Death Is Different
Those whom we would banish from society or from the human
community itself often speak in too faint a voice to be heard
above society's demand for punishment.
—Justice William Brennan, McCleskey v. Kemp (1987)
The death penalty stands as a symbol of crime and punishment in our society, one onto which many Americans project their fears of criminal victimization, their attitudes about fairness and justice, and their beliefs about the nature of evil and the possibility of moral redemption. Social science researchers know that a person's attitude toward capital punishment is pivotal—it is the one attitude that tells us the most about someone's general beliefs on a broad array of other criminal justice issues.
To political philosophers, however, the death penalty is more than a symbolic statement about crime control. It also expresses something important about the relationship of citizens to the state and the enormous power that some societies have entrusted to government officials. Indeed, near the end of the 17th century John Locke actually defined political power itself as "a right of making laws with penalties of death."1 Throughout history, the death penalty has been at the center of many partisan debates, and, in modern times, it has retained much of its political cache. In fact, capital punishment remained the mainstay of many elected officials who struggled to find an emotional issue with which to excite and galvanize supporters.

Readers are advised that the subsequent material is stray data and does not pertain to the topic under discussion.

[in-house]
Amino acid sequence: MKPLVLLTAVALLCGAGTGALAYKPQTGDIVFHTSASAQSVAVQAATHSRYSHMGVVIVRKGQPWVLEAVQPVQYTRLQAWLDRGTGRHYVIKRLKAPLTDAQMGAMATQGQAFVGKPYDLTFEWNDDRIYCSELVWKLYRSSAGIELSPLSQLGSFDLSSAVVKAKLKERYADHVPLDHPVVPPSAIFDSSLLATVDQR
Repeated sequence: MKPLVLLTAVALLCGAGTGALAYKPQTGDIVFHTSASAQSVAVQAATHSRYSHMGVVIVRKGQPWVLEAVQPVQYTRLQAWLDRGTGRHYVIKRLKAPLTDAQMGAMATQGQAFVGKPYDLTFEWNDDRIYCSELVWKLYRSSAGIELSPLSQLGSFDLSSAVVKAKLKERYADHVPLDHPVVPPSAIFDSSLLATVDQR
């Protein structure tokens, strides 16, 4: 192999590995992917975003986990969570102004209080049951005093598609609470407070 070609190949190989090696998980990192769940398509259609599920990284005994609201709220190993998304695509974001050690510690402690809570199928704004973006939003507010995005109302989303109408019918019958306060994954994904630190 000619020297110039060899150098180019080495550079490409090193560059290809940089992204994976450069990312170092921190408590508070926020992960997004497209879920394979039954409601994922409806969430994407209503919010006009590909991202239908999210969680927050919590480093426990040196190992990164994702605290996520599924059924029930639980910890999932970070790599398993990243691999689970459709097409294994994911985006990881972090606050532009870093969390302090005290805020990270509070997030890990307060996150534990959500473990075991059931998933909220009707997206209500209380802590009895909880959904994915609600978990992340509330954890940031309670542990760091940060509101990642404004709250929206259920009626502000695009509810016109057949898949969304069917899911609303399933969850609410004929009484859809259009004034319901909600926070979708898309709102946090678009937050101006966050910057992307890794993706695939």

Like the violent encounters that give rise to them, capital trials often are dramatic, tragic, and compelling. These human dramas are part of what command the public's attention in death penalty cases—a horrible crime has been committed and the life of the accused hangs in the balance. Even though these dramas touch only a comparatively few persons in a direct or personal way—of the thousands upon thousands of persons who pass through the criminal justice system, very few are tried for capital crimes and fewer still